CB700SC carb cleaning

Discussion in 'The Rockies – It's all downhill from here...' started by Ricardito, Apr 10, 2012.

  1. Ricardito

    Ricardito Been here awhile

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    Gents,
    I just brought home a very very nice 1984 Honda Nighthawk, CB700SC, bought from the original owner with only 6,030 miles. It's not been ridden much for the past few years and as a result it will hardly run unless partially on choke. Carbs need cleaning and, though I suppose I could do it, I'd rather have a pro who does it frequently tackle the job. Who can you recommmed that is experienced, reliable and trustworthy in the Boulder/Longmont area? I'd rather do it myself than have the bike disappear into the backroom of some dealership for several days. If you can personally vouch for a good tech, please let me know.
    thx
    #1
  2. MrBob

    MrBob Certified Geezer

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    Great bike Ric. I had one and loved it. There is a guy who lives in Longmont and advertises on CL, something about Professional Carb work.
    http://fortcollins.craigslist.org/mcd/2943605734.html
    I don't know anything about him but you could check for any reviews on Yelp. Otherwise, Epic Motorsports. They did a good job on my XT carb. Their new home is next to Earth Roamers on I-25.
    #2
  3. Ricardito

    Ricardito Been here awhile

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    Thanks Bob. This is very helpful and gives me some options, but I have a question: What's Yelp and how do I access it?
    #3
  4. gtackett

    gtackett Been here awhile

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    I had the same issue with mine a few years back. A mechanic friend suggested turning the air/fuel(?) Screws on the bottom about 1 turn. You have to take off the metal plate which prevents them from turning.

    Worked for me.... hope that was enough info.

    Sent from my DROID Pro using Tapatalk 2
    #4
  5. r1200gs_chris

    r1200gs_chris Been here awhile

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    I had a 1984 650 Nighthawk. Great bike but the carbs can be a source of great frustration. There are MANY fuel passages on this bike and cleaning them requires patience. Try running a few tanks of fuel with SEAFOAM added. SEAFOAM and Nighthawks go hand in hand. Next culprit would be a vacuum leak. Check your intake boots and petcock vacuum line for leaks. Light a cigar and let the smoke drift up around the intake boots while the bike is running. A vacuum leak will suck up the smoke. NOTE: MAKE SURE THERE ARE NO FUEL LEAKS BEFORE YOU DO THIS OR YOU WILL HAVE A *FIREHAWK* :eek1 PM me if you need anymore help.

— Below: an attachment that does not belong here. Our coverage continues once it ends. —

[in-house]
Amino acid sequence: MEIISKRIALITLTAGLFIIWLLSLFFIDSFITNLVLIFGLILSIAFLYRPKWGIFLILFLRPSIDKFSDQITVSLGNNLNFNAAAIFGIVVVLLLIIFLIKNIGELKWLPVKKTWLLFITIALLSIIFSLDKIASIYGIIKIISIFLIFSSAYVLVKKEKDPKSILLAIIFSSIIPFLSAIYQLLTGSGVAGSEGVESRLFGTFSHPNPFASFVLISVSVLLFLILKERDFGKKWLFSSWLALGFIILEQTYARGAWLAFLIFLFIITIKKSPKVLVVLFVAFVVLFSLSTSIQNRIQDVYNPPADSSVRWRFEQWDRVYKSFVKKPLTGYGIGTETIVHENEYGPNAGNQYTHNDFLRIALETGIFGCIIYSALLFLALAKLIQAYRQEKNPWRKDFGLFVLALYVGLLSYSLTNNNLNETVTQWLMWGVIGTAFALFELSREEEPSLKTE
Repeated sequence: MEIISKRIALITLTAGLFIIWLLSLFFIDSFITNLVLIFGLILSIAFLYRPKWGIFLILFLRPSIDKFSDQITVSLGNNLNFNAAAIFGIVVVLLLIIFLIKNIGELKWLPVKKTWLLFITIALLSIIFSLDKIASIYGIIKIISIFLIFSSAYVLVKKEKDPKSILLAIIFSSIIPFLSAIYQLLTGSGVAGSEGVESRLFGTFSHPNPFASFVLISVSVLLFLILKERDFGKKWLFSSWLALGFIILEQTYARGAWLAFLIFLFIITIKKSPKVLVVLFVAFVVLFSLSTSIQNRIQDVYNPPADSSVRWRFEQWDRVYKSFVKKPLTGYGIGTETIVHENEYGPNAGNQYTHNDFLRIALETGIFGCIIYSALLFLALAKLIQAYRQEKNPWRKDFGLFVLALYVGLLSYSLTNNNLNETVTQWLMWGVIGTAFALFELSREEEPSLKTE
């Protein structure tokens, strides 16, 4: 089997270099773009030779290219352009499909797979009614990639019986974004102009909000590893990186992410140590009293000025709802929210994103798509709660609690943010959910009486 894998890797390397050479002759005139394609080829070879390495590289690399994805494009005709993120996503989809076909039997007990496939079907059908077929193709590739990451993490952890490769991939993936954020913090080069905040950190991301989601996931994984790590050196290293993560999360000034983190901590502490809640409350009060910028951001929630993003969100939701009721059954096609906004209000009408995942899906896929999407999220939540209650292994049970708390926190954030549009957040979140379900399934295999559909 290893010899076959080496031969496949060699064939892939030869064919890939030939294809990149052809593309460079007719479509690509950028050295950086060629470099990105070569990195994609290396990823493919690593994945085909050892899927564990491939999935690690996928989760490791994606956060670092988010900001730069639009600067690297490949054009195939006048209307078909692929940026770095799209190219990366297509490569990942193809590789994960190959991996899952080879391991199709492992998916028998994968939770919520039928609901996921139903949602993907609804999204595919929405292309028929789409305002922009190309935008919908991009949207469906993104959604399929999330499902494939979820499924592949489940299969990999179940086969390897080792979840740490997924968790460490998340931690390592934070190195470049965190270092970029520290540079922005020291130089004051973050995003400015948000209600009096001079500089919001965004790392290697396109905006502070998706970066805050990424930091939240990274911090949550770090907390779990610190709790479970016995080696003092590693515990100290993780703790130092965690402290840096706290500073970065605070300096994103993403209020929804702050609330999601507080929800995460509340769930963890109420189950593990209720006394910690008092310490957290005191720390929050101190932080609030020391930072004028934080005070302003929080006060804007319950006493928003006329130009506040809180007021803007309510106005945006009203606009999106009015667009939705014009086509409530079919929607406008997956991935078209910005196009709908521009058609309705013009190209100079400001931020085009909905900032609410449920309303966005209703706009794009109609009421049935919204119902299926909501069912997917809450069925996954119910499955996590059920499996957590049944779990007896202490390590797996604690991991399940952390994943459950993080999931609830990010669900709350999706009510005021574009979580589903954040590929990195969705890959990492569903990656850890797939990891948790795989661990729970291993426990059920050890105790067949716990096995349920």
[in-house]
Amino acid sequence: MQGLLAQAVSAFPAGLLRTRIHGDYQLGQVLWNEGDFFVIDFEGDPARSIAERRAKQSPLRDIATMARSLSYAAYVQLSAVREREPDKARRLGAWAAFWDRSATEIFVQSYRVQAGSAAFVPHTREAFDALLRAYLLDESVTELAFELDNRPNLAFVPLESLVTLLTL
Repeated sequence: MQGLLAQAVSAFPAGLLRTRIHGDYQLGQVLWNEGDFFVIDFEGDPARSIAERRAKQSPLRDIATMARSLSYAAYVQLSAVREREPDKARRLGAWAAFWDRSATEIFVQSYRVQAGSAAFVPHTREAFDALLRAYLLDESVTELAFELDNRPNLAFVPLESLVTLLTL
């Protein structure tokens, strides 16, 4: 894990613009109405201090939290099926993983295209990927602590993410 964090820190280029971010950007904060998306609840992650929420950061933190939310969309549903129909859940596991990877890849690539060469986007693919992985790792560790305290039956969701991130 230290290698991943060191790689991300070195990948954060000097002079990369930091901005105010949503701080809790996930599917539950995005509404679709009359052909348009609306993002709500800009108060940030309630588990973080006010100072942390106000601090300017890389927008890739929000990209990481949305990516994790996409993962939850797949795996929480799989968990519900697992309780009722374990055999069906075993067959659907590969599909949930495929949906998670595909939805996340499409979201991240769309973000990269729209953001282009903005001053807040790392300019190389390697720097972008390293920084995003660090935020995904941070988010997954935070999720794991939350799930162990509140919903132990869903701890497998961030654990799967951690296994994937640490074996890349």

#5
  6. gtackett

    gtackett Been here awhile

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    2nd the Seafoam. Forgot about using that, too.

    Sent from my DROID Pro using Tapatalk 2
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  7. MeterPig

    MeterPig Meh

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    Why not take them off and soak them? You could do the seafoam thing for a while and never get it to run right.
    #7
  8. Blakebird

    Blakebird r-u-n-n-o-f-t

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    If it takes choke to get it to run at low speeds, the low speed circuits in the carb are gummed up.

    An intake leak would make the idle climb.

    +1 on the Seafoam.

    #8
  9. Assfault

    Assfault Exposed Member

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  10. Ricardito

    Ricardito Been here awhile

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    Thanks to all. I'm reasonably sure it's the low speed jets that are gummed up. The right way to do it would be to soak the carbs, clean the jets and blow the passages with compressed air. Since I'm lazy and not fond of carb cleaner fumes I'll give the SEAFOAM treatment a try for starters and see if that cleans out the passages. If not, I'll have to decide whether to do it myself or have it done by one of the places suggested here.
    #10
  11. Blakebird

    Blakebird r-u-n-n-o-f-t

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  12. r1200gs_chris